About this WINE
Located in the Cornas appellation, Domaine Dumien-Serrette is almost a caricature, in the best possible sense, of course, of an old-school small scale Rhône Domaine. The Cave is tiny and chaotic, located in the lee of Cornas’ exceptionally large church spire.
Gilbert Serrette is small, tanned in most seasons and perennially energetic; he insists that the barrel tasting involves several different foudres, of differing ages, but fundamentally all containing partially destemmed Syrah from the 1.8 metre squared lieu-dit of Patou. Foot crushing and a manual press underline the traditional inclination of this fourth generation estate, but the attention to detail in the vineyard and care with yields and fining are all modern enough.
Their wines, accordingly, do not want for the granitic splendour for which this appellation is known, nor the indulgent cassis-cum-sauvage mid-palate flavours, so typical of fine Cornas, but they also have a beguiling floral elegance which sets them apart from more prosaic peers.
Simon Field MW, BBR Buyer
Cornas is a small appellation, just 150 hectares, located south of St Joseph. It’s on the west side of the river. The name “Cornas” comes from an old Celtic dialect term, meaning “burnt land”, so it’s no surprise that on the steep terraces here, facing south, temperatures are significantly higher than those in Hermitage, which is just 7km away.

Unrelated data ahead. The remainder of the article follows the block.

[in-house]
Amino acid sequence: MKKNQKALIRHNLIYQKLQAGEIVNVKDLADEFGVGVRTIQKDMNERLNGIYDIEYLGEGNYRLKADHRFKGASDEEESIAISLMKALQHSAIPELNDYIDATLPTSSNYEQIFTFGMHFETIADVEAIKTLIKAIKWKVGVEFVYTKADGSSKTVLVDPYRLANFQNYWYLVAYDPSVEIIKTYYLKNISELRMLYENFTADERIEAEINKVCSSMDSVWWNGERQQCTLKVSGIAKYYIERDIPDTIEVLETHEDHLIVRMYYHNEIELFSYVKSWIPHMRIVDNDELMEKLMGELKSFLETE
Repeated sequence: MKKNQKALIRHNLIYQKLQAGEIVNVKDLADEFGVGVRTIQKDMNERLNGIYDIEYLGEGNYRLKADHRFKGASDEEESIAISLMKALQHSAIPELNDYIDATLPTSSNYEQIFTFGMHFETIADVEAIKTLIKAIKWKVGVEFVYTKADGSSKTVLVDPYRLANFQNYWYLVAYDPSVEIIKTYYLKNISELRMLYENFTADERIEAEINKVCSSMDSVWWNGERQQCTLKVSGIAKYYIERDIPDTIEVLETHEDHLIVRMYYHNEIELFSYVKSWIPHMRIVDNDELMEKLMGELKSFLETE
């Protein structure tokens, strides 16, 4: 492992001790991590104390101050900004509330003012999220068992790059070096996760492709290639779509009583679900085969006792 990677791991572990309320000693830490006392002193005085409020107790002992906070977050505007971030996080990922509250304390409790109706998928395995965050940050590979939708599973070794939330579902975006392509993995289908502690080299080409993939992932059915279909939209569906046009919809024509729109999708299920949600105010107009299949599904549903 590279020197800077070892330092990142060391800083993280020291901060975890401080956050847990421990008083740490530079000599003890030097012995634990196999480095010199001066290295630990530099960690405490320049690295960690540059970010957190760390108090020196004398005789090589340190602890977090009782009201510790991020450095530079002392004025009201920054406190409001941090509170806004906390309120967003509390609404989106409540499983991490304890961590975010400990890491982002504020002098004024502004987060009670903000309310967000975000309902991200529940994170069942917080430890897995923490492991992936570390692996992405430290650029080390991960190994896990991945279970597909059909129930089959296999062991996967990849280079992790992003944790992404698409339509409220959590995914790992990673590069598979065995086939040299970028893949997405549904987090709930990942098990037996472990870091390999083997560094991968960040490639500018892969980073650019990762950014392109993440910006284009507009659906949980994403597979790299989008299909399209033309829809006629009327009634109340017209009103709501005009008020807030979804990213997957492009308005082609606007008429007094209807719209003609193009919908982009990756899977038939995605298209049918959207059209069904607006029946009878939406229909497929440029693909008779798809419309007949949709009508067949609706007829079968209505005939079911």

The granite soils are home to the Syrah grape, producing reds that sit somewhere between those of Hermitage and Côte-Rôtie. These are strong and powerful wines, with nervy acidity and a robust, rustic charm to them. Their prominent tannins mean that they often demand time in the cellar to express their underlying elegance and complexity.
A noble black grape variety grown particularly in the Northern Rhône where it produces the great red wines of Hermitage, Cote Rôtie and Cornas, and in Australia where it produces wines of startling depth and intensity. Reasonably low yields are a crucial factor for quality as is picking at optimum ripeness. Its heartland, Hermitage and Côte Rôtie, consists of 270 hectares of steeply terraced vineyards producing wines that brim with pepper, spices, tar and black treacle when young. After 5-10 years they become smooth and velvety with pronounced fruit characteristics of damsons, raspberries, blackcurrants and loganberries.
It is now grown extensively in the Southern Rhône where it is blended with Grenache and Mourvèdre to produce the great red wines of Châteauneuf du Pape and Gigondas amongst others. Its spiritual home in Australia is the Barossa Valley, where there are plantings dating as far back as 1860. Australian Shiraz tends to be sweeter than its Northern Rhône counterpart and the best examples are redolent of new leather, dark chocolate, liquorice, and prunes and display a blackcurrant lusciousness.
South African producers such as Eben Sadie are now producing world- class Shiraz wines that represent astonishing value for money.